The mighty redwoods
August 13, 2019
We are in Calfornia!
And what a welcome we get. Immediately, we are impressed by the enormous trees surrounding us. And finally, we also get some shade. The redwoods with their sequoia trees are enchanting. We cycle like drunkards while gazing up with open mouths at the friendly giants.
These trees are up to 2000 years old. What?! Two thousand years old! Their secret lies in their 30cm thick bark and lack of resin that protects them from forest fires. Seedlings also do well in burnt areas.
These trees are among the biggest and oldest livings things on our planet! They can reach up to 115m and get 9m wide. Their root system is composed of a shallow network connecting many trees under the ground.
We stayed in the hiker biker camping of the Prairie Creek Redwoods state park. Nearby, wild Elk were grazing in the evening sun. The next day, we went for a quick hike to see the world’s largest organism (in cubic metres), the Big Tree.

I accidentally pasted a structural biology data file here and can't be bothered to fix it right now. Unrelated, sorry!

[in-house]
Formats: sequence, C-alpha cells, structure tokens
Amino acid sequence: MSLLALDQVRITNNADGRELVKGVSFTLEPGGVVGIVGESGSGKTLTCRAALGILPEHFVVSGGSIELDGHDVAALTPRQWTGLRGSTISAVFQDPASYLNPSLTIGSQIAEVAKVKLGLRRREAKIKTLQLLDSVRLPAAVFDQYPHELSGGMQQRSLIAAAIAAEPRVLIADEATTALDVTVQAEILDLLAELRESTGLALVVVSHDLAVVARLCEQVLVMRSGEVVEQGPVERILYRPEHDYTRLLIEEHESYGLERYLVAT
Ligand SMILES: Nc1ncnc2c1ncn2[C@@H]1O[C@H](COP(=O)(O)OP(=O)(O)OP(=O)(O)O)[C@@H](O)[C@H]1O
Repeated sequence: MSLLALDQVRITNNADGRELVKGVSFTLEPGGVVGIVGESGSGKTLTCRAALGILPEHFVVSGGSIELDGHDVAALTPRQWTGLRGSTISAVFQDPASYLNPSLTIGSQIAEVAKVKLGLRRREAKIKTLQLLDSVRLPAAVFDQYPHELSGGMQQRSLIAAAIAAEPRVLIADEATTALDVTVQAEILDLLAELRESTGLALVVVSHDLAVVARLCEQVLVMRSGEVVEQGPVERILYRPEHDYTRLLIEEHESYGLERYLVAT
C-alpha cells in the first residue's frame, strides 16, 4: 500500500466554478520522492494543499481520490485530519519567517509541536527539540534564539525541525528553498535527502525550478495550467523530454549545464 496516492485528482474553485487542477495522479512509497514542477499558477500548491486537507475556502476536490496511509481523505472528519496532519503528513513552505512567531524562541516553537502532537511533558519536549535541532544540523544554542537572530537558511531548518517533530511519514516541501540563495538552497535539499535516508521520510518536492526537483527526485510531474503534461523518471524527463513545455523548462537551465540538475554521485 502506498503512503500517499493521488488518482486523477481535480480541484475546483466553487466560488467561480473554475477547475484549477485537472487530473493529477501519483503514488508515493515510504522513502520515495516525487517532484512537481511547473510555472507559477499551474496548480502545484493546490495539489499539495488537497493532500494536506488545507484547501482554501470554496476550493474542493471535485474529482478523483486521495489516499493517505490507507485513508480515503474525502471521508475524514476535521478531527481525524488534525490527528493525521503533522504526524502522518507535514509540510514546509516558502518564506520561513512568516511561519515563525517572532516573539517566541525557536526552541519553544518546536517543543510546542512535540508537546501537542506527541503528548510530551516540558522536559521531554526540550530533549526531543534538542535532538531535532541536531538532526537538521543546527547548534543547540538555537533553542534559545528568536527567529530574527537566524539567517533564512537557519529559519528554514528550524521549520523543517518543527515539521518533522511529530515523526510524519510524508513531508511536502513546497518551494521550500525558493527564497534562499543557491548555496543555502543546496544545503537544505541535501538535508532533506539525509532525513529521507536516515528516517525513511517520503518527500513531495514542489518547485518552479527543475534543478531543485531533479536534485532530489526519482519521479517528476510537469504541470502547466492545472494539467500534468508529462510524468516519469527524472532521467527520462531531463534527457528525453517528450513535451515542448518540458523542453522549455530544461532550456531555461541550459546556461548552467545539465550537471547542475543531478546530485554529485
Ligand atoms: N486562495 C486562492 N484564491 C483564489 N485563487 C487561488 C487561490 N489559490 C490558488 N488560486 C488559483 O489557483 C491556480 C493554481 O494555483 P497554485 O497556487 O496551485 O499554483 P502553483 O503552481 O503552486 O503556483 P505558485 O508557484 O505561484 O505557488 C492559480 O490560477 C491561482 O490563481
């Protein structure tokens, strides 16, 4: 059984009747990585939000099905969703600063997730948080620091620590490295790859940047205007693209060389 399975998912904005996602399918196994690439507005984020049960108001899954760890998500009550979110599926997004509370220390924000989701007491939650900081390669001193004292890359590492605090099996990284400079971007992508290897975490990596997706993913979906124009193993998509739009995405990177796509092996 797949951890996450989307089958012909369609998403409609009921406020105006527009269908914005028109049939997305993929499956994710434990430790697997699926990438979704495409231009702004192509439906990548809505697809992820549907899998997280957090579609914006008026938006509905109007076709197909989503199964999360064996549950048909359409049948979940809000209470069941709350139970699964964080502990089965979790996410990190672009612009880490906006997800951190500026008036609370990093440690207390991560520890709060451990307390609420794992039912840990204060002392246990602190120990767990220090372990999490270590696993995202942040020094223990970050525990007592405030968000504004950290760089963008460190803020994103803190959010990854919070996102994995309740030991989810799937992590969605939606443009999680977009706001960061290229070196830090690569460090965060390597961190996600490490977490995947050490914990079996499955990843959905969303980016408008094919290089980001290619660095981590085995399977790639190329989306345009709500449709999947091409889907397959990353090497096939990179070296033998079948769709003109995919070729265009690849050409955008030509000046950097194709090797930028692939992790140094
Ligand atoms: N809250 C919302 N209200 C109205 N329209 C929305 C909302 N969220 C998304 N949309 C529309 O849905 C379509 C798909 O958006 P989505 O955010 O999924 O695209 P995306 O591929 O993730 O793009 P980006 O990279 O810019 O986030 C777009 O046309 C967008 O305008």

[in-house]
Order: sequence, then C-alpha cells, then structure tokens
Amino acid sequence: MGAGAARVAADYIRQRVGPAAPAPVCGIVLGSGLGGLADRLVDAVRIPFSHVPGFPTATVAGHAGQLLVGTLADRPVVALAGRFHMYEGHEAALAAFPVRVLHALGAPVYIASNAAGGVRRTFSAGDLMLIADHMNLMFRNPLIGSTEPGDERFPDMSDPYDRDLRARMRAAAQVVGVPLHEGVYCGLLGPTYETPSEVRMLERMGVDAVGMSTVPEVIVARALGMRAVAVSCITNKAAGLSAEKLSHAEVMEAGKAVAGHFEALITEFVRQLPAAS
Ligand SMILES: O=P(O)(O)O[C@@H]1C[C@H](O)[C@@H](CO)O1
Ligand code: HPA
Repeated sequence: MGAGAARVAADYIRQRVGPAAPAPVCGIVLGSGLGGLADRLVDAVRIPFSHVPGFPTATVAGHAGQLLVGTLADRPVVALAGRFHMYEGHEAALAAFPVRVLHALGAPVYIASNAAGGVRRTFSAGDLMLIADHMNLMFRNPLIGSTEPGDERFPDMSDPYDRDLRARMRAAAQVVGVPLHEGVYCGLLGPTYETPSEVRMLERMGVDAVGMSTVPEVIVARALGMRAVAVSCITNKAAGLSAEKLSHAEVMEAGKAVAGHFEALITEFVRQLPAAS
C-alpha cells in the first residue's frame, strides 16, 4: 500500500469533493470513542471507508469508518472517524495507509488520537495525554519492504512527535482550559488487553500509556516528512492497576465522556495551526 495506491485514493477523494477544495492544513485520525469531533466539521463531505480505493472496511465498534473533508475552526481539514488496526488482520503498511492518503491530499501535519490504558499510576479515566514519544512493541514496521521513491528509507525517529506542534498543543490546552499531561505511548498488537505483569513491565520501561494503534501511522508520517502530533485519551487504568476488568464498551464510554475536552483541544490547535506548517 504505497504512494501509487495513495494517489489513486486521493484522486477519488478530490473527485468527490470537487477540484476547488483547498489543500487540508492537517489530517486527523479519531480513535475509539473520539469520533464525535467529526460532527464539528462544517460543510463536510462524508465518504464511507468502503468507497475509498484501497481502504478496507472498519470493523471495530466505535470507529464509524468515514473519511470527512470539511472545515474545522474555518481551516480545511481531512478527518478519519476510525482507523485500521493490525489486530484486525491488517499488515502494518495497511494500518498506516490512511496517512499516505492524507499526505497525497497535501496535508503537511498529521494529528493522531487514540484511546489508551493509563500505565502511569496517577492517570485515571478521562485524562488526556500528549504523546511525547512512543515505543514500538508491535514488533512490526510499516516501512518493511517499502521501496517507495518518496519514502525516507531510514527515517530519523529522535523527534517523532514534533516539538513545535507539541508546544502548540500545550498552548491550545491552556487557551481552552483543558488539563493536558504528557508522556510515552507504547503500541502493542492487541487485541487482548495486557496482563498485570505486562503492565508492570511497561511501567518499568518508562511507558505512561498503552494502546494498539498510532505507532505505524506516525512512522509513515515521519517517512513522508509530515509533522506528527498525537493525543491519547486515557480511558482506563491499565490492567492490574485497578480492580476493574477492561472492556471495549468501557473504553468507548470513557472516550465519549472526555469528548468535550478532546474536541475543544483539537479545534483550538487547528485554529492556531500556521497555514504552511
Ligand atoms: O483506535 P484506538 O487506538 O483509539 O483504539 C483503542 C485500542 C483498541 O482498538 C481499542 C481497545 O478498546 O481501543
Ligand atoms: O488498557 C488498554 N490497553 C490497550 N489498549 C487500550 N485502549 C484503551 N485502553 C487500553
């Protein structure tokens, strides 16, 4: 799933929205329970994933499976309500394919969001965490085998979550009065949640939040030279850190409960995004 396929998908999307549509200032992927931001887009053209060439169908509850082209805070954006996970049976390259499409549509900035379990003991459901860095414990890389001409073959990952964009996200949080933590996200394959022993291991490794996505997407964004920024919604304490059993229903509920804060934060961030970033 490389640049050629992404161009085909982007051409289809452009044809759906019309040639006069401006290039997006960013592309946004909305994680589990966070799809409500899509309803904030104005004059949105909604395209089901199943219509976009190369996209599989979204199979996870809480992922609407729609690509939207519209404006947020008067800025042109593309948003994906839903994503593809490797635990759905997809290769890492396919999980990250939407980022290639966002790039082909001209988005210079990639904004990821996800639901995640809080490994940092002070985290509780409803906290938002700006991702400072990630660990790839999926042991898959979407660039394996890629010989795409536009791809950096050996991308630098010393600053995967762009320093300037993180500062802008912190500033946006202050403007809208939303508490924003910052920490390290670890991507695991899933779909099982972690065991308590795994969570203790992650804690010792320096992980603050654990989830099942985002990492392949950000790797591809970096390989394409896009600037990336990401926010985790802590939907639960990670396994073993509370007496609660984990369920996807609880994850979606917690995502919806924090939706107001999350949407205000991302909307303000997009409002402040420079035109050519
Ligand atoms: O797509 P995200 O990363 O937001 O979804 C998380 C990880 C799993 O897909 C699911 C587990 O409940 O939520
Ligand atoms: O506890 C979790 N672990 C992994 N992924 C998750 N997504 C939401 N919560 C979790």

The redwoods were sacred to the native Yurok people, who used them to build canoes and small houses. When the Europeans came though, a lot of the trees disappeared for extensive commercial logging from the 1850s onwards. Even without machinery, they managed to wipe out acres and acres with just saw and ax. The ones left standing were felled by the wind. The trees now have an endangered status. Redwood lumber is valued for its color, lightweight and durability. The area of Humboldt county was home to lumber lords of which you can still see the traces: lumber companies and mansions entirely built out of wood carvings (see next blogpost).